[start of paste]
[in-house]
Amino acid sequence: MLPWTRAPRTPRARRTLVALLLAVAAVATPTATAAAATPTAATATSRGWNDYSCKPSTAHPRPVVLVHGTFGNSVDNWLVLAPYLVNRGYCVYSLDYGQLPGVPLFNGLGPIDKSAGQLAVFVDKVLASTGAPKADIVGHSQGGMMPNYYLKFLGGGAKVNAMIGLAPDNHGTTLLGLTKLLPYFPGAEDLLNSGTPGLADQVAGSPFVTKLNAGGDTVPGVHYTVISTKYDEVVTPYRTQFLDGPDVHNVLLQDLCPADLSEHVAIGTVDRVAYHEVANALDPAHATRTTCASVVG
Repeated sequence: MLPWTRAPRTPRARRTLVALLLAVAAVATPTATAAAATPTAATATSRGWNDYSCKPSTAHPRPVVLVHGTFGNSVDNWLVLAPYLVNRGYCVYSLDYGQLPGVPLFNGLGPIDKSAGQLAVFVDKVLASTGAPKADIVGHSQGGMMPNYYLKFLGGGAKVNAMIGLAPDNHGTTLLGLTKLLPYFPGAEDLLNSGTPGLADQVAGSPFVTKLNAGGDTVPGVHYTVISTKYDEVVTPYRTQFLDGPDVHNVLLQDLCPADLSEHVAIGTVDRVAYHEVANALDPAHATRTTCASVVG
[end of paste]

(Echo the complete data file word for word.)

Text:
[in-house]
Amino acid sequence: MLPWTRAPRTPRARRTLVALLLAVAAVATPTATAAAATPTAATATSRGWNDYSCKPSTAHPRPVVLVHGTFGNSVDNWLVLAPYLVNRGYCVYSLDYGQLPGVPLFNGLGPIDKSAGQLAVFVDKVLASTGAPKADIVGHSQGGMMPNYYLKFLGGGAKVNAMIGLAPDNHGTTLLGLTKLLPYFPGAEDLLNSGTPGLADQVAGSPFVTKLNAGGDTVPGVHYTVISTKYDEVVTPYRTQFLDGPDVHNVLLQDLCPADLSEHVAIGTVDRVAYHEVANALDPAHATRTTCASVVG
Repeated sequence: MLPWTRAPRTPRARRTLVALLLAVAAVATPTATAAAATPTAATATSRGWNDYSCKPSTAHPRPVVLVHGTFGNSVDNWLVLAPYLVNRGYCVYSLDYGQLPGVPLFNGLGPIDKSAGQLAVFVDKVLASTGAPKADIVGHSQGGMMPNYYLKFLGGGAKVNAMIGLAPDNHGTTLLGLTKLLPYFPGAEDLLNSGTPGLADQVAGSPFVTKLNAGGDTVPGVHYTVISTKYDEVVTPYRTQFLDGPDVHNVLLQDLCPADLSEHVAIGTVDRVAYHEVANALDPAHATRTTCASVVG